In 1951, a vibrant African-American woman was dying of cervical cancer at age 31. Under the bright lights of an operating room, surgeons harvested cells from her tumor that would prove to be astonishingly immortal and would change the face of medicine forever. Yet she — and any recognition of her involuntary donation — would long remain unknown.
HBO Films’ “The Immortal Life of Henrietta Lacks” is her story, as told through the eyes of her daughter, Deborah Lacks (Oprah Winfrey). Aided by journalist Rebecca Skloot (Rose Byrne), Deborah sets out to learn about the mother she never knew and to understand how the unauthorized harvesting of Henrietta’s (Renée Elise Goldsberry) cancerous cells led to unprecedented medical breakthroughs, creating a medical revolution that changed countless lives. It’s a true story of medical arrogance and triumph, race, poverty and deep friendship between the unlikeliest of people.
Debuting Saturday, April 22 at 8:00 PM (ET/PT), “The Immortal Life of Henrietta Lacks” stars Oprah Winfrey, Rose Byrne, Renée Elise Goldsberry, Reg E. Cathey, Rocky Carroll, Courtney B. Vance, Ruben Santiago-Hudson and Leslie Uggams. Directed by George C. Wolfe from a screenplay by Peter Landesman and Alexander Woo and Wolfe, the film is based on the book by Rebecca Skloot. Alan Ball, Peter Macdissi, Oprah Winfrey, Carla Gardini and Lydia Dean Pilcher executive produce; Rebecca Skloot co-executive produces.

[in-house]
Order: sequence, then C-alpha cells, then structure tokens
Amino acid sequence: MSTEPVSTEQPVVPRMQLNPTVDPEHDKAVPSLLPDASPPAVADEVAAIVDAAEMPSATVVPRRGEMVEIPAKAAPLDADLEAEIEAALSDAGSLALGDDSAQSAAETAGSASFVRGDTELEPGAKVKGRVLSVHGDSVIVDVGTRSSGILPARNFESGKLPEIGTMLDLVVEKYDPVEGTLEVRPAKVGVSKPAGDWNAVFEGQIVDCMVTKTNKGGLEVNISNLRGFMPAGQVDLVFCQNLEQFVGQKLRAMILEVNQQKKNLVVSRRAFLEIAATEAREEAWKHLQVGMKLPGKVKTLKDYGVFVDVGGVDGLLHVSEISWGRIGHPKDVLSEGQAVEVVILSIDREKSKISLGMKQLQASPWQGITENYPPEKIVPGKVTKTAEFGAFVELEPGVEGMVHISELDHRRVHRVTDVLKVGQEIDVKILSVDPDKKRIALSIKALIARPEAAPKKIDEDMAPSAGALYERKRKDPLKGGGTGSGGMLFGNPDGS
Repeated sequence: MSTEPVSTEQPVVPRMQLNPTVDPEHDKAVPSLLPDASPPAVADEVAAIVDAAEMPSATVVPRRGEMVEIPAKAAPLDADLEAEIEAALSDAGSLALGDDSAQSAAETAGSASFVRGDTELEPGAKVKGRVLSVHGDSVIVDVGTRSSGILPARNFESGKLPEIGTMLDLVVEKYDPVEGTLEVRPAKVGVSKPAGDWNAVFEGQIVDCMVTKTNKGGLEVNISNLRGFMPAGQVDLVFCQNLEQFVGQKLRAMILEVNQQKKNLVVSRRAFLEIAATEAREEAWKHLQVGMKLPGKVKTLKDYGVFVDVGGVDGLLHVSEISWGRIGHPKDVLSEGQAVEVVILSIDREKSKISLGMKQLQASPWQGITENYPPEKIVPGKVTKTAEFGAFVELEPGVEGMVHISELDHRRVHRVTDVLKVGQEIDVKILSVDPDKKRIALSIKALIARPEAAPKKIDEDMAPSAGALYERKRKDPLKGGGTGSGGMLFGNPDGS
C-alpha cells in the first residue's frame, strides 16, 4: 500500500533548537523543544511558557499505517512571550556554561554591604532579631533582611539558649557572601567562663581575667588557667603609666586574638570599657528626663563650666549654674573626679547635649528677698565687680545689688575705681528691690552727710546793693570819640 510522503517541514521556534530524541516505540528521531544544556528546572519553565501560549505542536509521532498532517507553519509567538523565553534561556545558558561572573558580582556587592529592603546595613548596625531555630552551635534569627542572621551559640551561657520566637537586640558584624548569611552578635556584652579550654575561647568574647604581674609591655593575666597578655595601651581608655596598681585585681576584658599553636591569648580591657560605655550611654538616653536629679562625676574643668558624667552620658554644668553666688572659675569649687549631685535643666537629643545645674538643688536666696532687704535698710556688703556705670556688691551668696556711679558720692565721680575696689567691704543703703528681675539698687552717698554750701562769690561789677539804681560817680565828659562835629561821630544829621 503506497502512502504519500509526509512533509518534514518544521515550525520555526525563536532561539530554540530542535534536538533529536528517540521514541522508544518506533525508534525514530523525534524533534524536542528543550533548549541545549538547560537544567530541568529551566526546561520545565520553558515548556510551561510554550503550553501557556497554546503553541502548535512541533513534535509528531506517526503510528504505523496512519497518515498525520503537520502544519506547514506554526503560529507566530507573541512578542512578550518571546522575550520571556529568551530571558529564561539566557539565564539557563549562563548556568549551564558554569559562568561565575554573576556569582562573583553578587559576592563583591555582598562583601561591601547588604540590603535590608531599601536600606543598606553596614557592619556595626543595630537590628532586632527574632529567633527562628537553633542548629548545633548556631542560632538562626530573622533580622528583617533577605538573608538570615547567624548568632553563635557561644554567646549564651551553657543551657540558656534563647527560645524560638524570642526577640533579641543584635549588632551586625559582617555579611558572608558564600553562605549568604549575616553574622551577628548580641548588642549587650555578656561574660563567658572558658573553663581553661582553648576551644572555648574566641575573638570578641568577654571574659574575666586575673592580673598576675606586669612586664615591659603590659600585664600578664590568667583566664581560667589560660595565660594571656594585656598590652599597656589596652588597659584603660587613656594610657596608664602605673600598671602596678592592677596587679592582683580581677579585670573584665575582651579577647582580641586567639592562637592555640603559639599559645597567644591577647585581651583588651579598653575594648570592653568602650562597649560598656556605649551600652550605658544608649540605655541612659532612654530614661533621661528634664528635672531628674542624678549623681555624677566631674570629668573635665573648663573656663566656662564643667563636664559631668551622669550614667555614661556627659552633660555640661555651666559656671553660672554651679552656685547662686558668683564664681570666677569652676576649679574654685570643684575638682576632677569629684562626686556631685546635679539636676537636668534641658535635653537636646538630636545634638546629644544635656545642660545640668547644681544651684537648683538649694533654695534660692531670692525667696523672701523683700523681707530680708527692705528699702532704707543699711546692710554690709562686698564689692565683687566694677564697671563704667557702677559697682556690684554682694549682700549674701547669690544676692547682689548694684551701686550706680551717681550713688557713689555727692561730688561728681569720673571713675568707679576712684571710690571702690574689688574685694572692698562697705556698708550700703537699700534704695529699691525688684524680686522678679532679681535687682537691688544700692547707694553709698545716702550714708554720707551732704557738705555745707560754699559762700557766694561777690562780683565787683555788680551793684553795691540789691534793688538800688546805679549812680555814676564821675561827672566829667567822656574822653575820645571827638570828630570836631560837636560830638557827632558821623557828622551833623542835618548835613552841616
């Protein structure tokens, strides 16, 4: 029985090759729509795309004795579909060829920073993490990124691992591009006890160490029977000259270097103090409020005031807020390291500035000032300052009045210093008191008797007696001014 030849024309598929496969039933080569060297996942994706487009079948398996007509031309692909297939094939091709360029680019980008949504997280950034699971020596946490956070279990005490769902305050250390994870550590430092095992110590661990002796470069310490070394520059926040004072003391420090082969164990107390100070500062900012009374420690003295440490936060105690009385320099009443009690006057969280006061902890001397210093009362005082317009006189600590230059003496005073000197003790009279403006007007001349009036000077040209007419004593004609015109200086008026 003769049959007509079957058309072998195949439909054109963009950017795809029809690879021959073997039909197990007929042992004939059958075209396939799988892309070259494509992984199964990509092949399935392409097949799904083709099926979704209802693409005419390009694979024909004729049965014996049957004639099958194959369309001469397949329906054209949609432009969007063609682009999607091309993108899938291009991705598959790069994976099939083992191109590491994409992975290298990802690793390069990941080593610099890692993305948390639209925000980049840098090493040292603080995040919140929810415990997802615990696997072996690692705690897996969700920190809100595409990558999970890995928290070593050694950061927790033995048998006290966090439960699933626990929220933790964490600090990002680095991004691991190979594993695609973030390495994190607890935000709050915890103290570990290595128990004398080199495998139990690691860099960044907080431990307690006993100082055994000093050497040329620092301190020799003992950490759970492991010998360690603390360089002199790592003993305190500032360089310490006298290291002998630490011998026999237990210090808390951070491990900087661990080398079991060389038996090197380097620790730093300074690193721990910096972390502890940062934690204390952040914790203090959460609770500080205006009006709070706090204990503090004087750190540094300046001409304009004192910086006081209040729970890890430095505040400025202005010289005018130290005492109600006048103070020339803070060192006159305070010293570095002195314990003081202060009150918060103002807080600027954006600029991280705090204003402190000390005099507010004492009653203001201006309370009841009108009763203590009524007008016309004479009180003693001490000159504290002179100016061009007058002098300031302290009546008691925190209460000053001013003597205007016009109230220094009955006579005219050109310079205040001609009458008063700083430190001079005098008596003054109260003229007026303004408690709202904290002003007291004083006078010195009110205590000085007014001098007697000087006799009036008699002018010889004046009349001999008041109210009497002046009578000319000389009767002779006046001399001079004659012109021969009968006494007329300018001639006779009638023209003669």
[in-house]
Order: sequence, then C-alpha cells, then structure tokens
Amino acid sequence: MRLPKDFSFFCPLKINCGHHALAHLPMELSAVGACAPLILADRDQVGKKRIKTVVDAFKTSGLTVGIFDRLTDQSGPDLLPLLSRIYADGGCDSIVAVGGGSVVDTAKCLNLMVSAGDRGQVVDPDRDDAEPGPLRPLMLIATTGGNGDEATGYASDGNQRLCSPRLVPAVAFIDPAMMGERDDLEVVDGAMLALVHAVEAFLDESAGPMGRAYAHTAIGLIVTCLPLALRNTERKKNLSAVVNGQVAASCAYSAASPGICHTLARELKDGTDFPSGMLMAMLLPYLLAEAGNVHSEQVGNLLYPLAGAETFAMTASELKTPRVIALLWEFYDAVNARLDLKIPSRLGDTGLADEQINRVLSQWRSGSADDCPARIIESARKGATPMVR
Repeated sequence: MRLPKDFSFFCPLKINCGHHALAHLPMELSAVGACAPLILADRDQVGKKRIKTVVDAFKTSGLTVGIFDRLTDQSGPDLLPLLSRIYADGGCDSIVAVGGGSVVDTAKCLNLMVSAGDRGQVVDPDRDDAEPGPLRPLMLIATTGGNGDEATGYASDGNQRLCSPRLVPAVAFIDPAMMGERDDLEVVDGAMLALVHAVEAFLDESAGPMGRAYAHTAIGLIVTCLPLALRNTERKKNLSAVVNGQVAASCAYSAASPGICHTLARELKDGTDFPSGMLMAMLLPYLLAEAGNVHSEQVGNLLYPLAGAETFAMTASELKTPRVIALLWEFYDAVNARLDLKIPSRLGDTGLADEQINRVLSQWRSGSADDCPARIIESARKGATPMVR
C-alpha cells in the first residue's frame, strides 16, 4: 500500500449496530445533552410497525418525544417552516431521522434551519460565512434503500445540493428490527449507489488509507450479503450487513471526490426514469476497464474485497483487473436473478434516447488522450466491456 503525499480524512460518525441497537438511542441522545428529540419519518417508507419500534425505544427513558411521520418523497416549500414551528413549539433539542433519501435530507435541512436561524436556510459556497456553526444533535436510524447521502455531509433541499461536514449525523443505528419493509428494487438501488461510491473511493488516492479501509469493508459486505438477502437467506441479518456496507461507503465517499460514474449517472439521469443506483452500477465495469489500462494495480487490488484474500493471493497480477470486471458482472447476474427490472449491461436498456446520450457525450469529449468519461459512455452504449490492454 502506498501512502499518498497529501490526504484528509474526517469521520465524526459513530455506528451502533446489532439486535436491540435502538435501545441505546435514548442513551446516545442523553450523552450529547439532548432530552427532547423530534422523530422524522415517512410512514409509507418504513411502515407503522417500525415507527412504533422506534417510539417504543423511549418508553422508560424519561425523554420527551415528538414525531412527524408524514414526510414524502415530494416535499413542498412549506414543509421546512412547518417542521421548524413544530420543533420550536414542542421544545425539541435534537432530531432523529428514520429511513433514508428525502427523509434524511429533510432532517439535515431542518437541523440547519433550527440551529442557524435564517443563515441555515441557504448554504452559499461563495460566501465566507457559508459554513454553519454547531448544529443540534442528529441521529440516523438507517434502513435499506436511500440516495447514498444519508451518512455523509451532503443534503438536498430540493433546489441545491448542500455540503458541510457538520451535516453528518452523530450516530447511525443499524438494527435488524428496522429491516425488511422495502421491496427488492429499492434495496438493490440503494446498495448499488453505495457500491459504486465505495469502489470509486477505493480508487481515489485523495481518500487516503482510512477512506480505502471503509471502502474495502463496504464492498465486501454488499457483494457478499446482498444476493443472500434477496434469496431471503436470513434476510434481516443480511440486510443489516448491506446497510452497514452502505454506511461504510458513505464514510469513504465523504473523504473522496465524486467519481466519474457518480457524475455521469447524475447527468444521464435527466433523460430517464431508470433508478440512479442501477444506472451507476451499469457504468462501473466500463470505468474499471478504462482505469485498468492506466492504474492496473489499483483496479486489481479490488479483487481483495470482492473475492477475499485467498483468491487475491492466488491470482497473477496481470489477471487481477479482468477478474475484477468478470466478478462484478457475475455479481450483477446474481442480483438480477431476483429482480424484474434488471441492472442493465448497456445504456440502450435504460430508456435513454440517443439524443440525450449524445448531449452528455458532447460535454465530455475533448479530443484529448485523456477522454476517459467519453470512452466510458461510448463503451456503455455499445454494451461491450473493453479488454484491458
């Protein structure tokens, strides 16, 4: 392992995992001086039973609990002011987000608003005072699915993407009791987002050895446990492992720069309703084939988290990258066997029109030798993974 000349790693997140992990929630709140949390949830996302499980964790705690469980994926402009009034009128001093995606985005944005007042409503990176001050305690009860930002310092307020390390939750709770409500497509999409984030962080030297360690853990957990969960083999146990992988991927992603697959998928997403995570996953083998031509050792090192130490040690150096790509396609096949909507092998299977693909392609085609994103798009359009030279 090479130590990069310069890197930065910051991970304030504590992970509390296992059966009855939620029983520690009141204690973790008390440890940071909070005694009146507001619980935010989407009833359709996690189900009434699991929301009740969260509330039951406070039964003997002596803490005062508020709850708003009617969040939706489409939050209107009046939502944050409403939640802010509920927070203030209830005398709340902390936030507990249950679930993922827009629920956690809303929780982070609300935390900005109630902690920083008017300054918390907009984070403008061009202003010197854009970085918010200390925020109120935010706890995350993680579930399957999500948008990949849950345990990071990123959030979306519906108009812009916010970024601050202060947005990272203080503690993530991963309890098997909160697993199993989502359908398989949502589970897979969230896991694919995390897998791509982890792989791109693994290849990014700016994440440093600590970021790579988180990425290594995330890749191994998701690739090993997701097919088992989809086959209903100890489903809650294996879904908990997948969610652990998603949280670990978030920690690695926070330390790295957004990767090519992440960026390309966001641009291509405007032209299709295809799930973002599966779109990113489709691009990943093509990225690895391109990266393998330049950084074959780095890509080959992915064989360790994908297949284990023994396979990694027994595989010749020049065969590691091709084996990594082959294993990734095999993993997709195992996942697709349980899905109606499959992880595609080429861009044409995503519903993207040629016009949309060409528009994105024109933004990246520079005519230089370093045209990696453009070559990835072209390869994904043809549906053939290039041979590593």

The additional cast includes Reed Birney, Adriane Lenox, Roger Robinson and John Douglas Thomas.
“The Immortal Life of Henrietta Lacks” is a Harpo Films, Your Face Goes Here Entertainment and Cine Mosaic production.
The film will also be available on HBO NOW, HBO GO, HBO On Demand and affiliate portals.
About the story